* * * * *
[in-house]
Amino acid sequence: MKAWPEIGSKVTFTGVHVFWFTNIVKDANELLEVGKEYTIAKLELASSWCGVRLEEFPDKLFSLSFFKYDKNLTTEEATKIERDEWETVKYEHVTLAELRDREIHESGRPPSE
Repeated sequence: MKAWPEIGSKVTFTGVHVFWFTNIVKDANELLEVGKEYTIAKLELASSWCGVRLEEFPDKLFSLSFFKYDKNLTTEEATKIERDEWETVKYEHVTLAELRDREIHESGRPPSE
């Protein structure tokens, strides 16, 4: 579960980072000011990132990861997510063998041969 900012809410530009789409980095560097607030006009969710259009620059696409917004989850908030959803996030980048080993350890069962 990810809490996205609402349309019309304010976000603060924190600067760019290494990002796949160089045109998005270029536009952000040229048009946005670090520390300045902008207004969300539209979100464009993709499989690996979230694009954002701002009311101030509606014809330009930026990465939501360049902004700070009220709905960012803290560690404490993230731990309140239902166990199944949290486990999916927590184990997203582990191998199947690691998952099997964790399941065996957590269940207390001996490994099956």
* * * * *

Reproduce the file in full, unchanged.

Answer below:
[in-house]
Amino acid sequence: MKAWPEIGSKVTFTGVHVFWFTNIVKDANELLEVGKEYTIAKLELASSWCGVRLEEFPDKLFSLSFFKYDKNLTTEEATKIERDEWETVKYEHVTLAELRDREIHESGRPPSE
Repeated sequence: MKAWPEIGSKVTFTGVHVFWFTNIVKDANELLEVGKEYTIAKLELASSWCGVRLEEFPDKLFSLSFFKYDKNLTTEEATKIERDEWETVKYEHVTLAELRDREIHESGRPPSE
């Protein structure tokens, strides 16, 4: 579960980072000011990132990861997510063998041969 900012809410530009789409980095560097607030006009969710259009620059696409917004989850908030959803996030980048080993350890069962 990810809490996205609402349309019309304010976000603060924190600067760019290494990002796949160089045109998005270029536009952000040229048009946005670090520390300045902008207004969300539209979100464009993709499989690996979230694009954002701002009311101030509606014809330009930026990465939501360049902004700070009220709905960012803290560690404490993230731990309140239902166990199944949290486990999916927590184990997203582990191998199947690691998952099997964790399941065996957590269940207390001996490994099956």